UBC Faculty Research and Publications

Particulate matter exposure and health impacts of urban cyclists: a randomized crossover study Cole, Christie A; Carlsten, Christopher; Koehle, Michael; Brauer, Michael

Abstract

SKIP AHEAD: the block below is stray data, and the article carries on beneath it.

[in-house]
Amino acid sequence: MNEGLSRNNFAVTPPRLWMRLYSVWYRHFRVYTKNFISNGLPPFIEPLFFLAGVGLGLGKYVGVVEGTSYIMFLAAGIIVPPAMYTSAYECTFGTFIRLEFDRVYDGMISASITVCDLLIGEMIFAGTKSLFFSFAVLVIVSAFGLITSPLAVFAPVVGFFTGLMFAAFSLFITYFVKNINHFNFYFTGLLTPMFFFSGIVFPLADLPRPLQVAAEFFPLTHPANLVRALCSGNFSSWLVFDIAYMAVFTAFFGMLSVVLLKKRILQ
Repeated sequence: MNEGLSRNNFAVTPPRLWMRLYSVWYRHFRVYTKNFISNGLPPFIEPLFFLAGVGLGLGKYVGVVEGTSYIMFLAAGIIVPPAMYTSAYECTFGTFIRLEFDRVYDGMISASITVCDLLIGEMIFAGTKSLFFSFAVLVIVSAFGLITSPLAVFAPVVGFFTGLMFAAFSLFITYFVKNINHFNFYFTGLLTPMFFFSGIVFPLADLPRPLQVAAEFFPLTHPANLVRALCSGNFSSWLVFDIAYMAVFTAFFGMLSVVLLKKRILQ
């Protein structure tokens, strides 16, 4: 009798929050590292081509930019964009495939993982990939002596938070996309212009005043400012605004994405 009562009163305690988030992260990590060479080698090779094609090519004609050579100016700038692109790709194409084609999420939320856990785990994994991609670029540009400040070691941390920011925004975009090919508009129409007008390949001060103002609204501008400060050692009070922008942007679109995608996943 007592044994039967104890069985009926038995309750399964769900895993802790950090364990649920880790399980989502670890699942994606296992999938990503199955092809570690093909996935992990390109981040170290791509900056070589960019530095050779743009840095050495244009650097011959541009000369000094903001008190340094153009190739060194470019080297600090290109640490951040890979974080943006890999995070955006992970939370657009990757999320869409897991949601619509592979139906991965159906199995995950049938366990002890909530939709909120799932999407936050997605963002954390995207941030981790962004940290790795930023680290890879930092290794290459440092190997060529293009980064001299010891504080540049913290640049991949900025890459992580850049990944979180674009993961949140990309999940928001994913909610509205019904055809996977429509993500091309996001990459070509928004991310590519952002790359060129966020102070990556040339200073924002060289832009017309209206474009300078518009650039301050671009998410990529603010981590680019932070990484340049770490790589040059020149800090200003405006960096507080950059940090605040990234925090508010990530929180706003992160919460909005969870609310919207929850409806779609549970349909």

Background: Cycling and other forms of active transportation provide health benefits via increased physical activity. However, direct evidence of the extent to which these benefits may be offset by exposure and intake of traffic-related air pollution is limited. The purpose of this study is to measure changes in endothelial function, measures of oxidative stress and inflammation, and lung function in healthy participants before and after cycling along a high- and low- traffic route. Methods: Participants (n = 38) bicycled for 1 h along a Downtown and a Residential designated bicycle route in a randomized crossover trial. Heart rate, power output, particulate matter air pollution (PM10, PM2.5, and PM1) and particle number concentration (PNC) were measured. Lung function, endothelial function (reactive hyperemia index, RHI), C-reactive protein, interleukin-6, and 8-hydroxy-2′-deoxyguanosine were assessed within one hour pre- and post-trial. Results: Geometric mean PNC exposures and intakes were higher along the Downtown (exposure = 16,226 particles/cm3; intake = 4.54 × 1010 particles) compared to the Residential route (exposure = 9367 particles/cm3; intake = 3.13 × 1010 particles). RHI decreased following cycling along the Downtown route and increased on the Residential route; in mixed linear regression models, the (post-pre) change in RHI was 21% lower following cycling on the Downtown versus the Residential route (−0.43, 95% CI: -0.79, −0.079) but RHI decreases were not associated with measured exposure or intake of air pollutants. The differences in RHI by route were larger amongst females and older participants. No consistent associations were observed for any of the other outcome measures. Conclusions: Although PNC exposures and intakes were higher along the Downtown route, the lack of association between air pollutant exposure or intake with RHI and other measures suggests other exposures related to cycling on the Downtown route may have been influential in the observed differences between routes in RHI. Trial registration ClinicalTrials.gov, NCT01708356 . Registered 16 October 2012.

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